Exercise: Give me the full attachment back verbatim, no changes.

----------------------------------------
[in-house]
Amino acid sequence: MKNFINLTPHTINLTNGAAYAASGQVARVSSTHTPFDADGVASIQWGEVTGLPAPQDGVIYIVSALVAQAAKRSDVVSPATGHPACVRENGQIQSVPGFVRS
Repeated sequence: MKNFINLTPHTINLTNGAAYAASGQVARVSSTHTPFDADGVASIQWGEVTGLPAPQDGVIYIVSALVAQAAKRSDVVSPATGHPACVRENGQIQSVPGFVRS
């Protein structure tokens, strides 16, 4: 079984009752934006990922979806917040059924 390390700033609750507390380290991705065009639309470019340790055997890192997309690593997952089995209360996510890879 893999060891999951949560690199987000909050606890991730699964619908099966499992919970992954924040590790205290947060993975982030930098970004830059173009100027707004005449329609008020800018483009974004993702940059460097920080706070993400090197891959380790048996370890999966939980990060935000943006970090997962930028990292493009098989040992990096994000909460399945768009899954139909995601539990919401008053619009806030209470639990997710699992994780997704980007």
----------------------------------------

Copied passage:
[in-house]
Amino acid sequence: MKNFINLTPHTINLTNGAAYAASGQVARVSSTHTPFDADGVASIQWGEVTGLPAPQDGVIYIVSALVAQAAKRSDVVSPATGHPACVRENGQIQSVPGFVRS
Repeated sequence: MKNFINLTPHTINLTNGAAYAASGQVARVSSTHTPFDADGVASIQWGEVTGLPAPQDGVIYIVSALVAQAAKRSDVVSPATGHPACVRENGQIQSVPGFVRS
């Protein structure tokens, strides 16, 4: 079984009752934006990922979806917040059924 390390700033609750507390380290991705065009639309470019340790055997890192997309690593997952089995209360996510890879 893999060891999951949560690199987000909050606890991730699964619908099966499992919970992954924040590790205290947060993975982030930098970004830059173009100027707004005449329609008020800018483009974004993702940059460097920080706070993400090197891959380790048996370890999966939980990060935000943006970090997962930028990292493009098989040992990096994000909460399945768009899954139909995601539990919401008053619009806030209470639990997710699992994780997704980007």